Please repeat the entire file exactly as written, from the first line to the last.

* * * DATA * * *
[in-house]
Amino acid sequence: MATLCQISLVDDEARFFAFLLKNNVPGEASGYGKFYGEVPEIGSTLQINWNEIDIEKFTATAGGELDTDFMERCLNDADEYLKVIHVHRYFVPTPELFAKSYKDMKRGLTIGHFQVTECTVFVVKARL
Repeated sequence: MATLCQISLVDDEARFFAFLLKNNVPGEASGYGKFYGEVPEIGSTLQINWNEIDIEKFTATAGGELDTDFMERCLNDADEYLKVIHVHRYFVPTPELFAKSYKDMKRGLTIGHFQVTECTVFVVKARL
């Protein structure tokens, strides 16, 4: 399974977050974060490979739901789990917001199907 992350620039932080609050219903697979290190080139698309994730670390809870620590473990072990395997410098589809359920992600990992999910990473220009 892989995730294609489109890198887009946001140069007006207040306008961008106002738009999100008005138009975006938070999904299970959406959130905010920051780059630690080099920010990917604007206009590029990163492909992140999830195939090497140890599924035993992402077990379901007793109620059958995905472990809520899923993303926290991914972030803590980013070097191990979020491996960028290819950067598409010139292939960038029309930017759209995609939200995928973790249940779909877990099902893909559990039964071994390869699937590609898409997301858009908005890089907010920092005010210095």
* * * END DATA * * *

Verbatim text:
[in-house]
Amino acid sequence: MATLCQISLVDDEARFFAFLLKNNVPGEASGYGKFYGEVPEIGSTLQINWNEIDIEKFTATAGGELDTDFMERCLNDADEYLKVIHVHRYFVPTPELFAKSYKDMKRGLTIGHFQVTECTVFVVKARL
Repeated sequence: MATLCQISLVDDEARFFAFLLKNNVPGEASGYGKFYGEVPEIGSTLQINWNEIDIEKFTATAGGELDTDFMERCLNDADEYLKVIHVHRYFVPTPELFAKSYKDMKRGLTIGHFQVTECTVFVVKARL
């Protein structure tokens, strides 16, 4: 399974977050974060490979739901789990917001199907 992350620039932080609050219903697979290190080139698309994730670390809870620590473990072990395997410098589809359920992600990992999910990473220009 892989995730294609489109890198887009946001140069007006207040306008961008106002738009999100008005138009975006938070999904299970959406959130905010920051780059630690080099920010990917604007206009590029990163492909992140999830195939090497140890599924035993992402077990379901007793109620059958995905472990809520899923993303926290991914972030803590980013070097191990979020491996960028290819950067598409010139292939960038029309930017759209995609939200995928973790249940779909877990099902893909559990039964071994390869699937590609898409997301858009908005890089907010920092005010210095």